Ex-SAF officers in senior civil service roles have 'valuable experience': Chan Chun Sing

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SCREENGRAB: Gov.sg YouTube channel
SCREENGRAB: Gov.sg YouTube channel

SINGAPORE — Former Singapore Armed Force officers have “valuable experience" in working with and winning the confidence of Singaporeans from all walks of life, as well as skill sets that are generally relevant to senior management positions in the public service, said Education Minister Chan Chun Sing in Parliament. 

They would have served in roles such as strategic leadership, organisation transformation and policy formulation, Chan told the House on Monday (4 October). And officers who demonstrate the capacity to assume top leadership positions are tested and prepared through “challenging postings and leadership programmes”.

Such officers are given opportunities such as inter-agency projects, board directorships and external postings to the public service during their military careers. These experiences provide them with the background and perspective to take on senior leadership positions in the wider public service, if called upon and found suitable.

The 51-year-old, who is also Minister-in-charge of the Public Service, stressed that the civil service is guided by the principle of finding the "best available person for the job" when it comes to senior appointments, with candidates from both the wider public service and the private sector considered. 

Chan, who rose to the rank of Major-General in the SAF and was appointed Chief of Army before he entered politics in 2011, was responding to Aljunied Member of Parliament Gerald Giam's queries on retired SAF officers in the civil service.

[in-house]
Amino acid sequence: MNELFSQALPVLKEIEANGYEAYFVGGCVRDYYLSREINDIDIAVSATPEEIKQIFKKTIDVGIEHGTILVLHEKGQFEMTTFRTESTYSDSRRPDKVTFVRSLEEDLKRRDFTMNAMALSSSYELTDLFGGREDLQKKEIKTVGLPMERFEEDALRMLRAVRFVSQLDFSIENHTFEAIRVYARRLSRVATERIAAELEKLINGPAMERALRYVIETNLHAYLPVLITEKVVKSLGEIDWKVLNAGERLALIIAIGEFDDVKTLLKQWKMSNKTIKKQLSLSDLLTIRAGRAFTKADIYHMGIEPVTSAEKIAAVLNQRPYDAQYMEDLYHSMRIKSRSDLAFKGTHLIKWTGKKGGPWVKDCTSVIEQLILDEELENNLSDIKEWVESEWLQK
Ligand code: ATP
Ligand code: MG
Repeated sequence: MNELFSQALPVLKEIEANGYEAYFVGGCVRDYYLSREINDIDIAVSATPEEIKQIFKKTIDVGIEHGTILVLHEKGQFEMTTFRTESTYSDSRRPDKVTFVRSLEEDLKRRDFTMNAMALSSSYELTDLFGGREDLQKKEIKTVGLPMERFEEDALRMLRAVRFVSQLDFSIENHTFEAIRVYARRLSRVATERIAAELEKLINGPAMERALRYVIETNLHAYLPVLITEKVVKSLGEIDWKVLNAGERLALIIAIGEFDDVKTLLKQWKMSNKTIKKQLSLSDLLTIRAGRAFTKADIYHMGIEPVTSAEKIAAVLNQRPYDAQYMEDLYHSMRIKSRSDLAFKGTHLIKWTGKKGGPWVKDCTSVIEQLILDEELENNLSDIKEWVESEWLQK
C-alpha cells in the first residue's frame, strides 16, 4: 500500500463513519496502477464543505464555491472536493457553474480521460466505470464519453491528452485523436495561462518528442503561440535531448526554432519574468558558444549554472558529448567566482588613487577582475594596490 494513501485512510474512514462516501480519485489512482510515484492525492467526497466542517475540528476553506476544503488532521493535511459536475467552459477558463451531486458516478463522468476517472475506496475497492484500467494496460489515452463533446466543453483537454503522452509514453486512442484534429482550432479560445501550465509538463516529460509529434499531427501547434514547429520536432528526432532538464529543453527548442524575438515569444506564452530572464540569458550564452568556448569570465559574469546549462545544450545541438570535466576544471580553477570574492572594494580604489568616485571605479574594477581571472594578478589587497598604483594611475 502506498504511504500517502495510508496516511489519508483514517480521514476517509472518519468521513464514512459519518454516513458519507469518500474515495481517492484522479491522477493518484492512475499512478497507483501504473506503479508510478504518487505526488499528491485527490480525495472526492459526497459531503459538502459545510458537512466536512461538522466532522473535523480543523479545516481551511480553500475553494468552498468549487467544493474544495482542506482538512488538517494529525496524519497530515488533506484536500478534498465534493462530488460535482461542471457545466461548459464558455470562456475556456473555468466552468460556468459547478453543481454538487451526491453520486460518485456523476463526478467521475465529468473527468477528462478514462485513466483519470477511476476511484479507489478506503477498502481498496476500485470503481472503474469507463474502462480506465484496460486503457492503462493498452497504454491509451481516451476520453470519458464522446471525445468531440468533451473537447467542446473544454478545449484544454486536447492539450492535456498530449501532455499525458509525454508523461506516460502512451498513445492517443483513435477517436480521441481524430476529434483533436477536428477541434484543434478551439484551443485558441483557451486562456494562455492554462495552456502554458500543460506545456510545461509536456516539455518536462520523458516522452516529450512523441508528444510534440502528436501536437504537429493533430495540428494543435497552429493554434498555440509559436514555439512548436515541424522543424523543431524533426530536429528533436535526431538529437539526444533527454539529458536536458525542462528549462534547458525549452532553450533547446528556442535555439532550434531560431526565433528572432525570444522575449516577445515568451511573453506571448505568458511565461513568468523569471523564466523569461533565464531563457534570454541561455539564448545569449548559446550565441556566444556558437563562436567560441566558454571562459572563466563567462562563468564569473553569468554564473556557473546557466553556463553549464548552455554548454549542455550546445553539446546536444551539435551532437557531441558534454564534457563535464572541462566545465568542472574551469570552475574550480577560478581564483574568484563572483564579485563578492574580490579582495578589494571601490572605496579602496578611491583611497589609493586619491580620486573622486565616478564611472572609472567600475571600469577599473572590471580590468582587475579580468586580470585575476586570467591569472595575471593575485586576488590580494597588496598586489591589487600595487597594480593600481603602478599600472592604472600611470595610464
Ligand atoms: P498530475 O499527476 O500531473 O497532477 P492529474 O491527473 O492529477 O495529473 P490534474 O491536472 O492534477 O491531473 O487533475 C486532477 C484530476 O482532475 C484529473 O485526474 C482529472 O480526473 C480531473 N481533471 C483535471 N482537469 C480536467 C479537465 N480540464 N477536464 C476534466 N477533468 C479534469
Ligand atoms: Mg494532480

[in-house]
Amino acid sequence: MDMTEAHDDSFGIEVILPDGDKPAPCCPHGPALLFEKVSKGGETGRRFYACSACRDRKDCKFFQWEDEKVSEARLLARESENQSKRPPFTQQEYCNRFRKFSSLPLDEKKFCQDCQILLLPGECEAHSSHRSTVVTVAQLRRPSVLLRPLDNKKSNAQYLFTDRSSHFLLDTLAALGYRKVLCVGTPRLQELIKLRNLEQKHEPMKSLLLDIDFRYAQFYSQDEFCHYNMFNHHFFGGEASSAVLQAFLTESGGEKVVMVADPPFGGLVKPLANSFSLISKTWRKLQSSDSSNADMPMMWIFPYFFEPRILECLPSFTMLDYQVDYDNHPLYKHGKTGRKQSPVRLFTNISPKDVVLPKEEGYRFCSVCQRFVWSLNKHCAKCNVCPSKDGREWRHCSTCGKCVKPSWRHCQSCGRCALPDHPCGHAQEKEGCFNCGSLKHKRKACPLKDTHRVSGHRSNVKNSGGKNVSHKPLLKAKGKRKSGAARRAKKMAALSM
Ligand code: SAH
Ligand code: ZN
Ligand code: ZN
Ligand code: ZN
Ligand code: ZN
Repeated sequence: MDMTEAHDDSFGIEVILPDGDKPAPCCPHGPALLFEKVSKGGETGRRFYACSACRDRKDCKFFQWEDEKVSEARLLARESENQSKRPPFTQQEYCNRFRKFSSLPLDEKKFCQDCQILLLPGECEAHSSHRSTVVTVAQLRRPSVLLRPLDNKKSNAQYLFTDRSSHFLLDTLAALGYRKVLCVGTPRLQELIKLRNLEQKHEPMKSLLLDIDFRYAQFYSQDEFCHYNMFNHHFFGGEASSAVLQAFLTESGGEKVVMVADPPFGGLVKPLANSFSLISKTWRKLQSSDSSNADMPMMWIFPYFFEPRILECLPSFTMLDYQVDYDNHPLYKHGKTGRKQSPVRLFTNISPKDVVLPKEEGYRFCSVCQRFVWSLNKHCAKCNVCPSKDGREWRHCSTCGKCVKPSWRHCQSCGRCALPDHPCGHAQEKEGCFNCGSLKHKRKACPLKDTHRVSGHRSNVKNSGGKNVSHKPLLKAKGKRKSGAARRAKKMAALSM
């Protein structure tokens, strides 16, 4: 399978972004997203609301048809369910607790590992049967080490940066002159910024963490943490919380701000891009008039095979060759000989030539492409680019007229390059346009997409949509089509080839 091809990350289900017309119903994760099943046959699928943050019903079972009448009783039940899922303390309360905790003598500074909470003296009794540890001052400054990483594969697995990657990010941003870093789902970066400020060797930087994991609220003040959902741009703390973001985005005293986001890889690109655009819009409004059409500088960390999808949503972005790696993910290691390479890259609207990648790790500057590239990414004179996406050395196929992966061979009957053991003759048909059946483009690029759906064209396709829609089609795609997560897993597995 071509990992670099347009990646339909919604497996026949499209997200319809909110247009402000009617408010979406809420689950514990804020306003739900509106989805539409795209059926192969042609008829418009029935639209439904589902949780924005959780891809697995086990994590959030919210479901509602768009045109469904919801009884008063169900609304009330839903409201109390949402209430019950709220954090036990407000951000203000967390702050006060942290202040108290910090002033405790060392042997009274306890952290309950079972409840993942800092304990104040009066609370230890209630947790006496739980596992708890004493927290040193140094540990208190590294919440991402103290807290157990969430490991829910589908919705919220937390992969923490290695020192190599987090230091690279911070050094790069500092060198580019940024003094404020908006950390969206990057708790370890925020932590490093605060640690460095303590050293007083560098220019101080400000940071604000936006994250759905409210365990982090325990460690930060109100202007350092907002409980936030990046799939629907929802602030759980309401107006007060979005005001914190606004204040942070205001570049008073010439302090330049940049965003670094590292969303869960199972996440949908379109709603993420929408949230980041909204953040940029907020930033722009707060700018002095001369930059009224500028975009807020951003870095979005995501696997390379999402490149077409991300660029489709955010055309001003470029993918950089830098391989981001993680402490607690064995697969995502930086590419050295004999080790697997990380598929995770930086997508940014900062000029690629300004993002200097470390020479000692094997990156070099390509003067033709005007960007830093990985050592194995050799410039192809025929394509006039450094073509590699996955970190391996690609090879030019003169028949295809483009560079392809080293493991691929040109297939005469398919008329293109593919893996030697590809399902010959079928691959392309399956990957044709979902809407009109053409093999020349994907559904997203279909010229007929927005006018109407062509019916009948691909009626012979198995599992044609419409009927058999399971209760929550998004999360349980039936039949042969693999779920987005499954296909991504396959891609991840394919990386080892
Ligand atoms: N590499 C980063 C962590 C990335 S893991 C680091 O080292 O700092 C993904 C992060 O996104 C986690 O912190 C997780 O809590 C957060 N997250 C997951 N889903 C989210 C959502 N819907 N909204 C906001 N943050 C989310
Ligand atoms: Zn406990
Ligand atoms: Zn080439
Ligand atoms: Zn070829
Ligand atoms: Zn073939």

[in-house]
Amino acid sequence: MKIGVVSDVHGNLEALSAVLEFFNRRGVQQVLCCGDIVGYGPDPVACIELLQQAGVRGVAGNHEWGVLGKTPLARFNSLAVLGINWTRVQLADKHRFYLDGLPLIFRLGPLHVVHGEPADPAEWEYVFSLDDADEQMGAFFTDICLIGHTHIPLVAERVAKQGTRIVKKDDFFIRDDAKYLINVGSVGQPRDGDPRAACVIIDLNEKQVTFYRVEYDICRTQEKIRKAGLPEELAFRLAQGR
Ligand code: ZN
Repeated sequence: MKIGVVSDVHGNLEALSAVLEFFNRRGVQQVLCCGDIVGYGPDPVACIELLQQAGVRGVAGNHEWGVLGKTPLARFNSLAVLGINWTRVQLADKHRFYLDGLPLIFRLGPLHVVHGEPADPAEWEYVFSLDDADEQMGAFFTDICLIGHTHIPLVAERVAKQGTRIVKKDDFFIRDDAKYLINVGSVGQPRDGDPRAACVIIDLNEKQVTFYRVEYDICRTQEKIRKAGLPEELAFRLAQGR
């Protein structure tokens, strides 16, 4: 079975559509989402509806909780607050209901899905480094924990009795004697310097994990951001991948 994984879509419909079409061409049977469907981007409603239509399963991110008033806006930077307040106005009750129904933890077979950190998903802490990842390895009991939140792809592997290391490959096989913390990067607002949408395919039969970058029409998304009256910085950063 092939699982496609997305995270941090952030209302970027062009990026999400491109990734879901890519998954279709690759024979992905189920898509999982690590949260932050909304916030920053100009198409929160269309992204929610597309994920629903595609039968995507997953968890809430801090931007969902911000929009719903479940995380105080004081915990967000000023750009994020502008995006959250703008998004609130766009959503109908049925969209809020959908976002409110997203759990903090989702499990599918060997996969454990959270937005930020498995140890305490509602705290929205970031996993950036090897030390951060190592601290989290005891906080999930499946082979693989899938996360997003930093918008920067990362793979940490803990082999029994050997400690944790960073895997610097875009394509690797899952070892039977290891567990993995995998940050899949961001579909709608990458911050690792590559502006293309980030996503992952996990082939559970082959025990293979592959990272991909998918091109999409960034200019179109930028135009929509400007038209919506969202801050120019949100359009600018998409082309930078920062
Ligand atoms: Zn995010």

Giam asked: 

  • How many retired officers with the rank of Colonel and above have held senior positions in public sector organisations? 

  • How does the Public Service Division (PSD), which is responsible for human resource policies in the civil service, determine which officers are suitable to lead these organisations despite not having had civilian work experience?

  • Has PSD considered requiring these officers to spend several years in understudy before taking the helm of these organisations?

Chan revealed that as of 24 September, there are 15 former high-ranking SAF officers who are now holding senior leadership appointments in the public service. They hold various senior leadership positions such as permanent secretary, deputy secretary and chief executive, forming 10 per cent of these appointments.

Of the SAF personnel holding the rank of Colonel or Military Expert 7 (ME7) and above who retired between 2010 and now, about 7 per cent went on to assume senior public service appointments.

Former general at ECDA

Separately, Giam's fellow WP MP He Ting Ru also asked about the recent appointment of former Brigadier-General Tan Chee Wee as chief executive of the Early Childhood Development Agency (ECDA). 

Tan established the Inspector-General's Office in 2019 and was SAF’s first inspector-general. He will assume his new role as on 15 December, succeeding current CEO Jamie Ang. He has no prior experience in the early childhood or educational sectors.

The Sengkang MP wanted to know how many candidates were considered for the role before the Ministry of Social and Family Development (MSF) appointed Tan, and what factors and qualifications were considered in establishing the candidates.

In response, Minister for Social and Family Development Masagos Zulkifli said that “several qualified candidates” were considered, with Tan “assessed to be the most suitable”, but did not elaborate.

Masagos also disagreed that the former general lacks relevant experience, given that he previously served in the then-Ministry of Community Development, Youth and Sports from 2006 to 2008. According to the minister, he supervised the macro-planning of government-funded social services and development of the social service sector, building up capabilities and human resources.

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